The head of Moray Council’s largest opposition group believes the SNP taking the helm of the authority could boost the region’s hopes of unlocking more funding from the Scottish Government.
Conservative leader Tim Eagle joined representatives from all parties at Holyrood this year to press the case for a new way of calculating funding for councils.
Moray is the lowest funded rural authority in Scotland per head of population – only ahead of Aberdeen and Edinburgh in the national charts.
The SNP took control of the council this week after the Tories left the previous administration in a row over whether to fill two senior management positions.
Union bosses have welcomed the change at the top – described the last year as “torturous” for employees.
Yesterday, Mr Eagle insisted he “stood by” his reasons for leading the walk out and explained he would continue to campaign for more money for Moray from the Scottish Government.
He said: “It’s something we have to be working together on. I think politics almost has to go to one side for that and we should all work in the interests for Moray.
“I don’t know if it being an SNP council will make any difference. It certainly can’t harm the dialogue, maybe improve it slightly.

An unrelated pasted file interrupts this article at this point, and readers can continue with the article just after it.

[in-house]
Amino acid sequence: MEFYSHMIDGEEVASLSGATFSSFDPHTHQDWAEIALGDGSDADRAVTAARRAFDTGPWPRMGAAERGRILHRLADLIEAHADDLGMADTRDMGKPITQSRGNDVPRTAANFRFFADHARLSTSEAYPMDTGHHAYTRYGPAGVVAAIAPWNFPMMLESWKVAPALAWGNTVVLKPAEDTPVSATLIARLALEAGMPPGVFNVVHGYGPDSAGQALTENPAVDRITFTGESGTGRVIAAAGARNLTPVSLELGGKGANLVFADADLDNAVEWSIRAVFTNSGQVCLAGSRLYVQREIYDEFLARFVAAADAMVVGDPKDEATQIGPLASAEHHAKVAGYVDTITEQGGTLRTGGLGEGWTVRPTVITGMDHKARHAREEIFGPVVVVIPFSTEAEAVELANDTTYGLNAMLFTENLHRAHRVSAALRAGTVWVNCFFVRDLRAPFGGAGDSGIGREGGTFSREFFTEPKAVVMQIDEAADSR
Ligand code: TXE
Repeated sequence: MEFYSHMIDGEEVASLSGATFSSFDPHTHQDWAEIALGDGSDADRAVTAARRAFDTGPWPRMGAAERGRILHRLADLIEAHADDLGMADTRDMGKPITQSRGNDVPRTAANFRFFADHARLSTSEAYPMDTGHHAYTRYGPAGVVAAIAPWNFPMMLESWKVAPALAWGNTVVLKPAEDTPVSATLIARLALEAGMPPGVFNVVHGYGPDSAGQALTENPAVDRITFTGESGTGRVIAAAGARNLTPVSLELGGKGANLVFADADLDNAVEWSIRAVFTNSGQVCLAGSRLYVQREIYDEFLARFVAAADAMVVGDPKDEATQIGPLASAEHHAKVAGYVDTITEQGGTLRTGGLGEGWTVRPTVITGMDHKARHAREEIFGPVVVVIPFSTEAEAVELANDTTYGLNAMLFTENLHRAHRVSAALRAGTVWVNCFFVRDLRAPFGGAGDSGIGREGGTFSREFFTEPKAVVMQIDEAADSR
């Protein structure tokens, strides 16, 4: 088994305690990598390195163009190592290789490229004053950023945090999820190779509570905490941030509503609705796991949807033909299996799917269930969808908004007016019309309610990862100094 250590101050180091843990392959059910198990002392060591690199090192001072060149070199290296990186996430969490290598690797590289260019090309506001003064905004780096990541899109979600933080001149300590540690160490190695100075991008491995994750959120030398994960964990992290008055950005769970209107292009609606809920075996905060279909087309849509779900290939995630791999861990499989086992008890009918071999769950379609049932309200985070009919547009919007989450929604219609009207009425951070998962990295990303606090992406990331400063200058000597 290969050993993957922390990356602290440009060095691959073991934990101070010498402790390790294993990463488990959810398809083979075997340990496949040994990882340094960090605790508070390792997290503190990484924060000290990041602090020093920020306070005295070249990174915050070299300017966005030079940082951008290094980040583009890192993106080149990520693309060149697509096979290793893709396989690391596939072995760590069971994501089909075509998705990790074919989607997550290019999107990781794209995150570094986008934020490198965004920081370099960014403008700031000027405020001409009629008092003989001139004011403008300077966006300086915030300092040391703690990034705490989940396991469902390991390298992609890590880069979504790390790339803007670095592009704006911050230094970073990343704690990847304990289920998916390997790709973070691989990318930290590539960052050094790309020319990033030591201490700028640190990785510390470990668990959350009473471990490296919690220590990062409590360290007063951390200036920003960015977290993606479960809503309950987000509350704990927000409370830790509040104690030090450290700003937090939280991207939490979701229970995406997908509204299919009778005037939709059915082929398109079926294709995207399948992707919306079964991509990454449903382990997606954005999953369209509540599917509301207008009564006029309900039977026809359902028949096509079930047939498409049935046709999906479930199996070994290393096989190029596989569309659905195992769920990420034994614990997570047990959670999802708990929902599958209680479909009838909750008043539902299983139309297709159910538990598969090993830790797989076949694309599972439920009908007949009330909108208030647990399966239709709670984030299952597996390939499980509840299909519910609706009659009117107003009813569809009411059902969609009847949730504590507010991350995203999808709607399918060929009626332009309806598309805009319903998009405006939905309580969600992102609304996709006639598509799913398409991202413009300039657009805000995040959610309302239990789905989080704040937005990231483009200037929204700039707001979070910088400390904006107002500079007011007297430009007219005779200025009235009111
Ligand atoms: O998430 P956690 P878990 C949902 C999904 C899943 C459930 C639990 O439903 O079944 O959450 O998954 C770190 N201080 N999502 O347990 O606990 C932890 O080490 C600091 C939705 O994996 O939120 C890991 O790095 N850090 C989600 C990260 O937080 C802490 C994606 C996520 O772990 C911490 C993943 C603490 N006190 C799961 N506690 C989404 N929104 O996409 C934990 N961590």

“When we met the Finance Secretary I think he realised we were all there for the same reason.”
The SNP’s minority administration faces the task of finding about £14million over the next two years to balance the council’s budget.
The Conservative and independent alliance slashed £6million from the books in February – leading to criticism they were pursuing a “cuts agenda”.
Mr Eagle said: “I wish the SNP well because it’s a tough job. They were pretty strong on us in opposition and they have to be prepared for us to be equally robust, but also constructive.”
Council leader Graham Leadbitter said: “The SNP is a democratic party, it isn’t a case of us being told what to do. We have discussions with colleagues in the Scottish Parliament and Scottish Government to work together to achieve the best for Moray and Scotland.”
Tony Donaghey, communications officer for Moray Unison, said: “The new minority administration will come as a relief to council workers and residents worried over their jobs and services.”